While an undesirable turn of events for Subway, the company has fared better than other brands that have faced the downfall of a high-profile spokesperson.

Here’s what other brands can learn from Subway’s experience and response.

People are risky

Despite the many benefits that can be realized by associating a brand with a recognizable human face, people are dynamic and do unpredictable things. Companies can never be certain of what the people they make the faces of their brands are doing in their personal lives. 

Numerous brands have learned this the hard way.

When the news broke that Tiger Woods was having extramarital affairs, brands that had aligned themselves with him because of his stellar image were shocked. 

Jared Fogle, of course, isn’t a typical celebrity promoter. Fogle, who became known as the Subway Guy, attracted Subway’s attention when his weight loss, which he attributed to a “Subway diet,” was publicized in print media.

Eventually, he earned the role of Subway spokesman and appeared in hundreds of Subway television commercials.

But despite Fogle’s humble background, seemingly normal family life and charitable work, Subway’s experience demonstrates that it’s not just powerful celebrity entertainers who can find themselves at the center of high-profile scandal.

It pays to take action quickly

When news broke that Fogle’s home was raided by authorities, Subway immediately suspended its relationship.

A company statement created clear distance with its spokesman:

We are very concerned and will be monitoring the situation closely. We don’t have any more details at this point.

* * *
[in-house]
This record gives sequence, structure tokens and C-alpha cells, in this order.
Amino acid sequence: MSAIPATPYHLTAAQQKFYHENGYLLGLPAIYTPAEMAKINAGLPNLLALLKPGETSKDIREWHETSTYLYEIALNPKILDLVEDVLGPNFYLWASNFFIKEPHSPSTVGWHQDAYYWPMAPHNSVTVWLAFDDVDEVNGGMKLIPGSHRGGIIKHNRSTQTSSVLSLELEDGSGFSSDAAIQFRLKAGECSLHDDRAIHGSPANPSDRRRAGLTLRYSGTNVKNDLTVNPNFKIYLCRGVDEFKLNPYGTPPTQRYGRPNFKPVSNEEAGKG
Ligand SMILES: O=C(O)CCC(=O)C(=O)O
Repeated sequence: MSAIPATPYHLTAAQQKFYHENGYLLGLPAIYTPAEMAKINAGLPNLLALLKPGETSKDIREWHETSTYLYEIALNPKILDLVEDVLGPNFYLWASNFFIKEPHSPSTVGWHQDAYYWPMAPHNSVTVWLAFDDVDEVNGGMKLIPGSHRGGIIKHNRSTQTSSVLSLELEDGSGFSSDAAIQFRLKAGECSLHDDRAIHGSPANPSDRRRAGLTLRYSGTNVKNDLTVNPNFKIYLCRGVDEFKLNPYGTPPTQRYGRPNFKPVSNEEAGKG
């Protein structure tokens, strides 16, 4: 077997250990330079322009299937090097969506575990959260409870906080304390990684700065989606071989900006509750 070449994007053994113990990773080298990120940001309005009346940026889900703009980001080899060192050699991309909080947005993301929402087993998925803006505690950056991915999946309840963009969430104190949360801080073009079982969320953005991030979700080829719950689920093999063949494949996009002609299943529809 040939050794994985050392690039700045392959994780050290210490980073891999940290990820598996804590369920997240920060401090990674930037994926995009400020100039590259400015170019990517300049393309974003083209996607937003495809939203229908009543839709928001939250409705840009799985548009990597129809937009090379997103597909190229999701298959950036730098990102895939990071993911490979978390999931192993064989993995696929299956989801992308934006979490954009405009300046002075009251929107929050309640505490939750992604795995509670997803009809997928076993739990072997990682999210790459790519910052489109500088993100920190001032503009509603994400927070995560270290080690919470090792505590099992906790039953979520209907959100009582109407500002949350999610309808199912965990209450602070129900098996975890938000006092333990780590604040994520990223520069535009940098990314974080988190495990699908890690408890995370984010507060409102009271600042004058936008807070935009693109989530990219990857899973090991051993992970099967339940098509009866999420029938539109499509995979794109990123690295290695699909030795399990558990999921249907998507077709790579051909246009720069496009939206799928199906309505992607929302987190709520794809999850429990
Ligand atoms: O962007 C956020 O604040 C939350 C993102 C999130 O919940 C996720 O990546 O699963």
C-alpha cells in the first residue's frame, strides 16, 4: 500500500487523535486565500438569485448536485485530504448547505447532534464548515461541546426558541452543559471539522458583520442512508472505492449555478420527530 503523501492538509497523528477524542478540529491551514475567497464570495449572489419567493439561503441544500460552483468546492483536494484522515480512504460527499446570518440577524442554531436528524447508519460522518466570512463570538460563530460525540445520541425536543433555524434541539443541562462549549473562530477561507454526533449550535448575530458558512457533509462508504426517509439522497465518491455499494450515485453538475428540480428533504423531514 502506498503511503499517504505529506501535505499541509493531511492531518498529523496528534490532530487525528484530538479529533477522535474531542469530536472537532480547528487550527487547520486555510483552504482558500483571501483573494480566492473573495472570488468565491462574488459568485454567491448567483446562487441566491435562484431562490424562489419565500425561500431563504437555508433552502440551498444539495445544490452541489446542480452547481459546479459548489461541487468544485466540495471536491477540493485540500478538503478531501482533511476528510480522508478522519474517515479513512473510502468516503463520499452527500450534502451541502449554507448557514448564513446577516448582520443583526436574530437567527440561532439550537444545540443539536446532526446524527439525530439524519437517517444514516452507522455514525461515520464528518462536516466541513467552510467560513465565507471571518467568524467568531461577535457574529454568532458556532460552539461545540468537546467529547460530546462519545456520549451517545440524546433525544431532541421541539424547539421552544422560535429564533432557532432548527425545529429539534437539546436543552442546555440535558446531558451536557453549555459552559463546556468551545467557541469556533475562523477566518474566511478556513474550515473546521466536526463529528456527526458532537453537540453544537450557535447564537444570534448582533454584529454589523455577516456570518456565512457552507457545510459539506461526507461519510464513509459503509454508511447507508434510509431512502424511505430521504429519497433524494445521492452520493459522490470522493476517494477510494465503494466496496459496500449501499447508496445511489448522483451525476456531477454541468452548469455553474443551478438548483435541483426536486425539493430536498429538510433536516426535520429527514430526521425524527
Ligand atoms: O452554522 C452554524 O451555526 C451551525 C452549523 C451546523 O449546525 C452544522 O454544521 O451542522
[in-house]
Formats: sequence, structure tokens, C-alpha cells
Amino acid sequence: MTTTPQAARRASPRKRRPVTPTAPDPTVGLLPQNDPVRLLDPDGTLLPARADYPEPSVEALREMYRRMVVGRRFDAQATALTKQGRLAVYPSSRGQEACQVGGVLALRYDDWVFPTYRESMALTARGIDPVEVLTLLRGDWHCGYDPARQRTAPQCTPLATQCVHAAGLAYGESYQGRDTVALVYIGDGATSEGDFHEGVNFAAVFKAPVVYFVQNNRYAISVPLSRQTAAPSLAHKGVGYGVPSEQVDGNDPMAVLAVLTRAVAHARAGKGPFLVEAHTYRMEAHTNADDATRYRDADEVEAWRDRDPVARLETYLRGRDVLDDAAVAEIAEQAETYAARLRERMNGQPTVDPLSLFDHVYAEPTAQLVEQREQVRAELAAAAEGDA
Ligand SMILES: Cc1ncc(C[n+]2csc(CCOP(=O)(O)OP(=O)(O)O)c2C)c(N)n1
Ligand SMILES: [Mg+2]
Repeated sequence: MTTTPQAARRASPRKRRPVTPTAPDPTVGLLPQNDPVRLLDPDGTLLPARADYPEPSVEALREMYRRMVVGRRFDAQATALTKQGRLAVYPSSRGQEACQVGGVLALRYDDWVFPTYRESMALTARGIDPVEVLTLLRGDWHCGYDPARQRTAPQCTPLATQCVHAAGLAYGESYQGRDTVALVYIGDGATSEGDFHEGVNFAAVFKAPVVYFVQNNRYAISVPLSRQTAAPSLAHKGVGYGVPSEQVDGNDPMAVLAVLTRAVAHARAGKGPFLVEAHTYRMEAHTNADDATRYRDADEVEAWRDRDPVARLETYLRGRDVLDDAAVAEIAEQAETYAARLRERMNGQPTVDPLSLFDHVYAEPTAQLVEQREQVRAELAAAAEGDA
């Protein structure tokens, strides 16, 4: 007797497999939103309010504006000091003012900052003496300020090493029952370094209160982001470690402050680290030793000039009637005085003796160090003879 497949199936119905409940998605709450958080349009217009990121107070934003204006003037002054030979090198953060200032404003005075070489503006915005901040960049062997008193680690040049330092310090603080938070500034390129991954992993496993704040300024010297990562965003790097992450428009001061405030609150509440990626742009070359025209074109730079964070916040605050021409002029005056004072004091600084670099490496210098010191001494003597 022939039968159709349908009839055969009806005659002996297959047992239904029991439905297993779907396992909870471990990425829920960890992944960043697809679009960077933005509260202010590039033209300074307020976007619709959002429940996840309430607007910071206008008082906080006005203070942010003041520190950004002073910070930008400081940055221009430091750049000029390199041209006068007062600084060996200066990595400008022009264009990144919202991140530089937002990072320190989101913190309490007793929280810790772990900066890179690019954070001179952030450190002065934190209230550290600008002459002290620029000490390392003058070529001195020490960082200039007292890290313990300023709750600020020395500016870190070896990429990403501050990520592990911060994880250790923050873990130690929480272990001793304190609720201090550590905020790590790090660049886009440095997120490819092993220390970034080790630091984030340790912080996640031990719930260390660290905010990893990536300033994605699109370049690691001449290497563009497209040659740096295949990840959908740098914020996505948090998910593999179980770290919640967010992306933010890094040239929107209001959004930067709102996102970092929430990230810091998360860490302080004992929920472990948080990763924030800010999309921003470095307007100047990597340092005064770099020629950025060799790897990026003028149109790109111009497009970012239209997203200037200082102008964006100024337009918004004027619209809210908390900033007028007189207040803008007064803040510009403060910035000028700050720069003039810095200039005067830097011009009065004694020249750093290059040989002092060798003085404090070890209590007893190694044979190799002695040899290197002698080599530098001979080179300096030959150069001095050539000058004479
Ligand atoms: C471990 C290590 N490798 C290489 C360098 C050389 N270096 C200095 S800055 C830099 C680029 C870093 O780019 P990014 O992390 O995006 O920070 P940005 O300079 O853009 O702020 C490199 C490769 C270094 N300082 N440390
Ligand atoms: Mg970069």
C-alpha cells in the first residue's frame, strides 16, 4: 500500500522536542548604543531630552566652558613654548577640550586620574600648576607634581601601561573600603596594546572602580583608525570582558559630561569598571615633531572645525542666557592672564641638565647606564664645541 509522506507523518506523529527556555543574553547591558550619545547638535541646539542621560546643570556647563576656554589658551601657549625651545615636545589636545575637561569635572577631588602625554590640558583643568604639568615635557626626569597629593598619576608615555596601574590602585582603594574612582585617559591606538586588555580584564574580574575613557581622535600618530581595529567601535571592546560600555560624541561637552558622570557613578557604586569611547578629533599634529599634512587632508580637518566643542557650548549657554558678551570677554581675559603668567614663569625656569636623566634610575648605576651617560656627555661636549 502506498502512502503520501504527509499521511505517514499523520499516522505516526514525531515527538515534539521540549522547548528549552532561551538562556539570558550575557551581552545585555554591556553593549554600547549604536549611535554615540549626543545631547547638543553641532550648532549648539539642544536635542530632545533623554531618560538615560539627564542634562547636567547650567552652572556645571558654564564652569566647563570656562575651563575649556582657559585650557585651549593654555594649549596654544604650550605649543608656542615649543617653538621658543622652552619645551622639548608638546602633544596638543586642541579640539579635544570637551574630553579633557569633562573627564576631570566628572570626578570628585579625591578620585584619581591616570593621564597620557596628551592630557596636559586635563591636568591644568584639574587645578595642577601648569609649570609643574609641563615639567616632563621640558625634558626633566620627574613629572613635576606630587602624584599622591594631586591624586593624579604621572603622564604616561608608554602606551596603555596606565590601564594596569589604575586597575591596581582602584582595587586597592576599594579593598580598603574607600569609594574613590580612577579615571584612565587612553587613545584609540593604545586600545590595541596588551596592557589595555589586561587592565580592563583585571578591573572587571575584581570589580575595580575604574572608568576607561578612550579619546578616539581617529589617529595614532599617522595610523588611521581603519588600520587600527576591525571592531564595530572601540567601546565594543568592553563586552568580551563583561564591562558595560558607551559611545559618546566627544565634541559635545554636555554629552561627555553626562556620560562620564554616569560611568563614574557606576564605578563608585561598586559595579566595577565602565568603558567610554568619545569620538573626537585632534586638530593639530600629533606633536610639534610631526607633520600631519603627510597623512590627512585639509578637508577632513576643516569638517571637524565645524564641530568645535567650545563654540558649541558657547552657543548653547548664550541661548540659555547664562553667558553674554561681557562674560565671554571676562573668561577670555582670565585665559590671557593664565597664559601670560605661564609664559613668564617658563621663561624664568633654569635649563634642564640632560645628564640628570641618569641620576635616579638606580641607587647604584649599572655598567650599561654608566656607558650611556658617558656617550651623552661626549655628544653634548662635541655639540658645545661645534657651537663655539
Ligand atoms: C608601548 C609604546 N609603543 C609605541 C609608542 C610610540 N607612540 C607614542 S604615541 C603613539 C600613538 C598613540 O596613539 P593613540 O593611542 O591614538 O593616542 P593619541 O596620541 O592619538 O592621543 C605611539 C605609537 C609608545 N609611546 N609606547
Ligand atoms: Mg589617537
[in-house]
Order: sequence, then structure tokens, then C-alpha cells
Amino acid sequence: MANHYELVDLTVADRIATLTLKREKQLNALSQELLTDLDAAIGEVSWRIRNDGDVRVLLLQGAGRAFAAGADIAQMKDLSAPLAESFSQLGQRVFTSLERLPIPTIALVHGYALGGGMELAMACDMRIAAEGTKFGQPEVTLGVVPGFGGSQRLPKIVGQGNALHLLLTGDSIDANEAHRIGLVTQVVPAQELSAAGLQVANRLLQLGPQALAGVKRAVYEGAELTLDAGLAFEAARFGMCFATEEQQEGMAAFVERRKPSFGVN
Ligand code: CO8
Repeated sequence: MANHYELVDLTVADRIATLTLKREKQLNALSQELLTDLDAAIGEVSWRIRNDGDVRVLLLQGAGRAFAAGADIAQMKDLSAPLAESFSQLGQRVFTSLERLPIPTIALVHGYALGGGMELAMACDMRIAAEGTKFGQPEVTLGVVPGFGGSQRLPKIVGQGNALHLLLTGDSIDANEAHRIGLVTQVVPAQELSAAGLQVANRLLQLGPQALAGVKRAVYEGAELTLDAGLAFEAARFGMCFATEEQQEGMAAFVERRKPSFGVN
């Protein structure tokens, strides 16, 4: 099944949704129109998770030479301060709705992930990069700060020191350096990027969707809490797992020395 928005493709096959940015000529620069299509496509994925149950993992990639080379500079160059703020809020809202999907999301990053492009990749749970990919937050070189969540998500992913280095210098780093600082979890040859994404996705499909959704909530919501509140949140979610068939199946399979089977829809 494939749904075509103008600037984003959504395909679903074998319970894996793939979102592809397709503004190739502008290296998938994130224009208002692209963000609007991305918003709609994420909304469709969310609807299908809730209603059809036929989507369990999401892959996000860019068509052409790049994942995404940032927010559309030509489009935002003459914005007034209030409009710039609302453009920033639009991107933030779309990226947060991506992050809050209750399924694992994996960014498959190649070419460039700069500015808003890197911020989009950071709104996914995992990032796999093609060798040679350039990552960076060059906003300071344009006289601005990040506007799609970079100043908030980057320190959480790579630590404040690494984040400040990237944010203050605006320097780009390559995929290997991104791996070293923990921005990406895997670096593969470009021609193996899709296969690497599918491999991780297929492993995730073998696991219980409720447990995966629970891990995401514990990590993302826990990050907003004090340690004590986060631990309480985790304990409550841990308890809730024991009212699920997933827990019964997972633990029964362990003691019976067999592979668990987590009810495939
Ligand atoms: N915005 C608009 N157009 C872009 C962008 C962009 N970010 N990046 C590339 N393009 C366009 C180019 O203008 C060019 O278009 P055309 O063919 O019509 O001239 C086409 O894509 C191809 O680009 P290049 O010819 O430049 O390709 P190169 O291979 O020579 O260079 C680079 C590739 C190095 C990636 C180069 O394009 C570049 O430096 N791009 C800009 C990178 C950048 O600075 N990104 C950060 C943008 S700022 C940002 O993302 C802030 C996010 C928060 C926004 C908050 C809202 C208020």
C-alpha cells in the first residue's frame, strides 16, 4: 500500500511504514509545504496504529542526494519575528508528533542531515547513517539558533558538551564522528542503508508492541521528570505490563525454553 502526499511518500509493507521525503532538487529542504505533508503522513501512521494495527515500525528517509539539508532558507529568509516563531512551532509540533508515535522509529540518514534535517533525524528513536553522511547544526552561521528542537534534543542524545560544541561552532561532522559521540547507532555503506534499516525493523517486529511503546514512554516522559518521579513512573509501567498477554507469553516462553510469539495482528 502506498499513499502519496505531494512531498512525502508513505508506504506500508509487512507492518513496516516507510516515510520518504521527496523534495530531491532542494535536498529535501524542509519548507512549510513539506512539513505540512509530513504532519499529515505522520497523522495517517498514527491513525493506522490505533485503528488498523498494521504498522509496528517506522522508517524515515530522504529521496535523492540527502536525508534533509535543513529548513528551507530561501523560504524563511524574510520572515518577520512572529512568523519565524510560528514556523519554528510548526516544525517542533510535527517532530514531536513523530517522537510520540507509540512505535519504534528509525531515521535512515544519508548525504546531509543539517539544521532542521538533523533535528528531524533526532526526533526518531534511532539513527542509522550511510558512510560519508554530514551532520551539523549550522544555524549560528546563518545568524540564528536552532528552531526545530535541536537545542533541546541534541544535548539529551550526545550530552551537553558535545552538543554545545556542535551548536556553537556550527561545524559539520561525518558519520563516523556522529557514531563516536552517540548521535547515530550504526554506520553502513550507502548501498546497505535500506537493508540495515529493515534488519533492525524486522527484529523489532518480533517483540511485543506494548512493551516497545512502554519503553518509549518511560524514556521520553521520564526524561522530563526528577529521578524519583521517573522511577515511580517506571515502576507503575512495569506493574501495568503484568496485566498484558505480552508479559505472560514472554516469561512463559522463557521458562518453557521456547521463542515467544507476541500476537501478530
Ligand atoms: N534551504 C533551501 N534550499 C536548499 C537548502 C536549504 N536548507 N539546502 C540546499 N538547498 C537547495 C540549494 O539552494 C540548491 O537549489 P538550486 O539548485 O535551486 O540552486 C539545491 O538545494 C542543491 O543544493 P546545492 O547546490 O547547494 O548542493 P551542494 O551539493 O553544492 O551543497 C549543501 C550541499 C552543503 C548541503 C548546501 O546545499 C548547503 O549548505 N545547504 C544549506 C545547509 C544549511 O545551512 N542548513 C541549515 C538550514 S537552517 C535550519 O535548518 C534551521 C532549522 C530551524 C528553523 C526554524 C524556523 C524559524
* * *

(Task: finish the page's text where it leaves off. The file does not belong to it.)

While Subway didn’t go so far as to end its relationship with Fogle, its quick response, which left little doubt about the company’s position, helped Subway minimize the impact of the news on its brand at the time. And it paved the way for Subway to completely terminate its relationship with Fogle without having to take an overly defensive posture.

Less isn’t more, but sometimes it’s best

When Subway terminated its relationship with Fogle, it did so in few words.

Some suggested that Subway should take bolder action by donating to the victims of sexual abuse, and others used the scandal to make inappropriate jokes about Subway.

Such responses are unavoidable, but because Subway had already distanced itself from Fogle, it was in a position to end its relationship unceremoniously and without facing a true firestorm.

It’s possible to escape a bad situation relatively unscathed

Because Subway took decisive action quickly, it appears the company will escape the Jared Fogle scandal without the type of lasting damage that could have been done had it stood by Fogle or taken a wait-and-see approach.

Obviously, it was probably easier for Subway to take decisive action because of the nature of the situation, but this incident highlights the fact that while brands often perceive decisive action to be the riskiest path, delaying a strong response when a PR crisis is brewing can be even riskier.

Don’t put all your eggs in one basket

Despite the fact that it appears Subway will be able to move on without Jared Fogle brand intact, losing a high-profile spokesperson is never easy.

As AdAge notes, the timing isn’t ideal for the food franchise either. By one estimate, the company’s sales declined by 3% last year and the company lost its CMO earlier in the year.

The lesson for brands: even if you have a strong spokesperson, diversification of brand assets is always a wise investment.

Here’s some more guidance on maintaining an online reputation for brands